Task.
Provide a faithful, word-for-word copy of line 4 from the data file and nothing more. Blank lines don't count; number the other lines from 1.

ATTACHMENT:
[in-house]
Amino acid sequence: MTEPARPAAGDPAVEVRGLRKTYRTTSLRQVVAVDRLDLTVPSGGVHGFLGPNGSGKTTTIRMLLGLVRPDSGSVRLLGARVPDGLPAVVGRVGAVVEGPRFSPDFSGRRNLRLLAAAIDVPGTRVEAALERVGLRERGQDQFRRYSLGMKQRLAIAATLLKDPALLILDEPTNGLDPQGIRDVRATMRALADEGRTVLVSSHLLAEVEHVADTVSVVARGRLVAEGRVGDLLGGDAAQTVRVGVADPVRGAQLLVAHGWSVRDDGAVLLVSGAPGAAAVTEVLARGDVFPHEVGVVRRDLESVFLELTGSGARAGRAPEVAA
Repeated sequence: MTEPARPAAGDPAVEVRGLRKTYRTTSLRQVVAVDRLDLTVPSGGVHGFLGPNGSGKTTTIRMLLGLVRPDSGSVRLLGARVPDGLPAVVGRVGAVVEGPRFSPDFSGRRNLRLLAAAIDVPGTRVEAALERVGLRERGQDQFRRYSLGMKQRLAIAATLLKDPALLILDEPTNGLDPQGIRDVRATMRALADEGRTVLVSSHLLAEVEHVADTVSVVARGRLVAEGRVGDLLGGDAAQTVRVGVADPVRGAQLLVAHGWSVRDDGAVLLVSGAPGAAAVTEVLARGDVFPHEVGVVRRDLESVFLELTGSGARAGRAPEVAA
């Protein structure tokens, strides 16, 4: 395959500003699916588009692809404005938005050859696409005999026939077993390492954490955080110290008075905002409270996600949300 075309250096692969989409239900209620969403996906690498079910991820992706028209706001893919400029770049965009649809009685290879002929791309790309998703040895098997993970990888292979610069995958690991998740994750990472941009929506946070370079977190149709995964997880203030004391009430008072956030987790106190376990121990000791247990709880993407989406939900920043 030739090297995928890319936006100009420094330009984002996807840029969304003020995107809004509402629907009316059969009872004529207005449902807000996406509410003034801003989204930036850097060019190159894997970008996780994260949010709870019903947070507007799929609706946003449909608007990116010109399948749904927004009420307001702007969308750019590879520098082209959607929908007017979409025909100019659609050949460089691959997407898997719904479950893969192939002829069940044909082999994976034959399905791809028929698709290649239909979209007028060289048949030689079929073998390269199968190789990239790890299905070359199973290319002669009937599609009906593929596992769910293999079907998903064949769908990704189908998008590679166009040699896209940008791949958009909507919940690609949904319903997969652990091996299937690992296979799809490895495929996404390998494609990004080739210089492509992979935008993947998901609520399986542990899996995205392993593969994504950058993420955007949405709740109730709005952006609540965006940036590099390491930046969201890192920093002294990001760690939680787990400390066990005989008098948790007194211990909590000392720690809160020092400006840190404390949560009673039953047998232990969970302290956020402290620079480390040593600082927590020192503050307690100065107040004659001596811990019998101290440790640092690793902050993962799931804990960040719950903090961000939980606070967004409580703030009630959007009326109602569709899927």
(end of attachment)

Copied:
């Protein structure tokens, strides 16, 4: 395959500003699916588009692809404005938005050859696409005999026939077993390492954490955080110290008075905002409270996600949300 075309250096692969989409239900209620969403996906690498079910991820992706028209706001893919400029770049965009649809009685290879002929791309790309998703040895098997993970990888292979610069995958690991998740994750990472941009929506946070370079977190149709995964997880203030004391009430008072956030987790106190376990121990000791247990709880993407989406939900920043 030739090297995928890319936006100009420094330009984002996807840029969304003020995107809004509402629907009316059969009872004529207005449902807000996406509410003034801003989204930036850097060019190159894997970008996780994260949010709870019903947070507007799929609706946003449909608007990116010109399948749904927004009420307001702007969308750019590879520098082209959607929908007017979409025909100019659609050949460089691959997407898997719904479950893969192939002829069940044909082999994976034959399905791809028929698709290649239909979209007028060289048949030689079929073998390269199968190789990239790890299905070359199973290319002669009937599609009906593929596992769910293999079907998903064949769908990704189908998008590679166009040699896209940008791949958009909507919940690609949904319903997969652990091996299937690992296979799809490895495929996404390998494609990004080739210089492509992979935008993947998901609520399986542990899996995205392993593969994504950058993420955007949405709740109730709005952006609540965006940036590099390491930046969201890192920093002294990001760690939680787990400390066990005989008098948790007194211990909590000392720690809160020092400006840190404390949560009673039953047998232990969970302290956020402290620079480390040593600082927590020192503050307690100065107040004659001596811990019998101290440790640092690793902050993962799931804990960040719950903090961000939980606070967004409580703030009630959007009326109602569709899927």